06 May 2013 09:00
Tears in the eyes, rocks on the ground, and blood on the pavements - as injustice prevails.
On the 1st of February 2012, Port Said stadium witnessed the biggest catastrophe in Egypt's recent history, in a match between Cairo's al-Ahly club and Port Said's al-Masry club. Under the auspices of the police, 72 football fans from al-Ahly's biggest fanclub 'Ultras Ahlawi' were slaughtered in the stadium that day by paid thugs and football fans from Port Said city.
Contrary to protocol, police did not search al-Masry fans, who wielded knives, swords, stones, and fireworks. As clashes broke out towards the end of the match, police forces did not intervene. Instead, they withdrew from the stadium, welded the doors, and turned off the stadium lights. In the meantime, Ultras Ahlawy were being chased, stabbed, choked, and thrown off grandstands.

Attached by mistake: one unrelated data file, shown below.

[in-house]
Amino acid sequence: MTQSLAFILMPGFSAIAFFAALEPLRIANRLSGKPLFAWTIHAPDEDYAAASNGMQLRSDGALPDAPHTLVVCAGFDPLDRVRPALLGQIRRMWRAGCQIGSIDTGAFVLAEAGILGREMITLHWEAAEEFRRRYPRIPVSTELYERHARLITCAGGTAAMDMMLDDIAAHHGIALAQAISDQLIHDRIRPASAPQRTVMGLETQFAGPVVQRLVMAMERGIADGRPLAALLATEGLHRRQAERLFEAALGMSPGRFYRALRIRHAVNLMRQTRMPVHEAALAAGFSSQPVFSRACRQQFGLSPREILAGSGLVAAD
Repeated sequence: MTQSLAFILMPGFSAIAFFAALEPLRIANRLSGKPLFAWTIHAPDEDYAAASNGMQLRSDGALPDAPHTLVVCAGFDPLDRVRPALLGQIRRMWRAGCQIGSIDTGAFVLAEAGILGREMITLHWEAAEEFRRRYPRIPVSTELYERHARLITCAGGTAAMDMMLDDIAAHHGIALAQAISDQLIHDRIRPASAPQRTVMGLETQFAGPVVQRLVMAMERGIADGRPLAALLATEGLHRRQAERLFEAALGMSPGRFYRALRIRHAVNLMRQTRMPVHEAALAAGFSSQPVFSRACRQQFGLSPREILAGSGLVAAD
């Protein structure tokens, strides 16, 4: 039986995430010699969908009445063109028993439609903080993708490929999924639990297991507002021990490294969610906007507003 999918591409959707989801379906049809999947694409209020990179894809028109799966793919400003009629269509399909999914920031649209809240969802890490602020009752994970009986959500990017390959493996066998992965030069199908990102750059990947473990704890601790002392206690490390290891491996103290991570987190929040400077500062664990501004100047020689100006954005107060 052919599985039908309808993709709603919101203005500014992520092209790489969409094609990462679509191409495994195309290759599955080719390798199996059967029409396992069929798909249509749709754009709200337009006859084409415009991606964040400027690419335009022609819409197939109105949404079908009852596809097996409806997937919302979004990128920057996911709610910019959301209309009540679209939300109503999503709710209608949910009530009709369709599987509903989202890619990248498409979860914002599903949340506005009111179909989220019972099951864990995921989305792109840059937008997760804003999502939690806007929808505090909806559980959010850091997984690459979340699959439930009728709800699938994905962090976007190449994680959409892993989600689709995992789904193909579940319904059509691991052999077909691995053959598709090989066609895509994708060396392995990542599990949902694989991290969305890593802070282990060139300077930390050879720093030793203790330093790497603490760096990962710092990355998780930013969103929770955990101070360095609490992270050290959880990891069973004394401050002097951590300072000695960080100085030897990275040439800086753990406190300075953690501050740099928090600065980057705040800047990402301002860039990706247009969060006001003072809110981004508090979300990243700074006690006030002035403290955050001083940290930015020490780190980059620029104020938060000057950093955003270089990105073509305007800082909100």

"It was a nightmare. I had to cover myself with my friend's blood to escape the thugs who were chasing me," said Ahmad Sabry, who witnessed the death of his childhood friend.
Most of the fans killed in the stadium were between the age of thirteen and twenty. The massacre took place within a twenty-minute frenzy.
This massacre happened against the backdrop of an ongoing vendetta between the police and Ultras Ahlawy, that has manifested itself in repeated clashes since the group's inception in 2007. Many believe that the police orchestrated this massacre to retaliate for the humiliation suffered a the hands of the Ultras, who fiercly fought off the police during the 2011 Egyptian revolution.